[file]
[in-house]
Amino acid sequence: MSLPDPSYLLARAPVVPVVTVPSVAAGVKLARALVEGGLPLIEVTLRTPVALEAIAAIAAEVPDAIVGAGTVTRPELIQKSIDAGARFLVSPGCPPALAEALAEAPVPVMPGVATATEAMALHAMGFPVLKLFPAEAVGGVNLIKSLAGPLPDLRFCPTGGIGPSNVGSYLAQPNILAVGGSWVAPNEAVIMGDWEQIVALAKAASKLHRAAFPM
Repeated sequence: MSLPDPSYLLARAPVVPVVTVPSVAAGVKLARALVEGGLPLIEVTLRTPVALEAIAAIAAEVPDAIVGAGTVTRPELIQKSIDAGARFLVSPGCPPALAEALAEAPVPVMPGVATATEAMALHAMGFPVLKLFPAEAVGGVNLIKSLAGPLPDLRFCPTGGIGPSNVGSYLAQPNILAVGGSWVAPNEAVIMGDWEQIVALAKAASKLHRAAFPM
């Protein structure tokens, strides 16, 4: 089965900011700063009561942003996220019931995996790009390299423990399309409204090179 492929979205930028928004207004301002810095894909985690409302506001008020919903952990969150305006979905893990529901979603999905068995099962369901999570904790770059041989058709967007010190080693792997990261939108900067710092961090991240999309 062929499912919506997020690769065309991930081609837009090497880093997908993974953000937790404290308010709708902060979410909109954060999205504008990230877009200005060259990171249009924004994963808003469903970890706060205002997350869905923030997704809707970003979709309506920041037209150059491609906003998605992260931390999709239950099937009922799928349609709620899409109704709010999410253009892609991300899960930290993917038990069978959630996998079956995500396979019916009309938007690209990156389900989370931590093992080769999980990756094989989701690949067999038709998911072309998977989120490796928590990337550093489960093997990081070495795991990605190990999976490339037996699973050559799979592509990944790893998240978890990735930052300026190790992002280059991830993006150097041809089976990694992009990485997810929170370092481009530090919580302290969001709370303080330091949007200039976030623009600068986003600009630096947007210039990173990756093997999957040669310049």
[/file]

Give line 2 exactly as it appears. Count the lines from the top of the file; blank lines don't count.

Amino acid sequence: MSLPDPSYLLARAPVVPVVTVPSVAAGVKLARALVEGGLPLIEVTLRTPVALEAIAAIAAEVPDAIVGAGTVTRPELIQKSIDAGARFLVSPGCPPALAEALAEAPVPVMPGVATATEAMALHAMGFPVLKLFPAEAVGGVNLIKSLAGPLPDLRFCPTGGIGPSNVGSYLAQPNILAVGGSWVAPNEAVIMGDWEQIVALAKAASKLHRAAFPM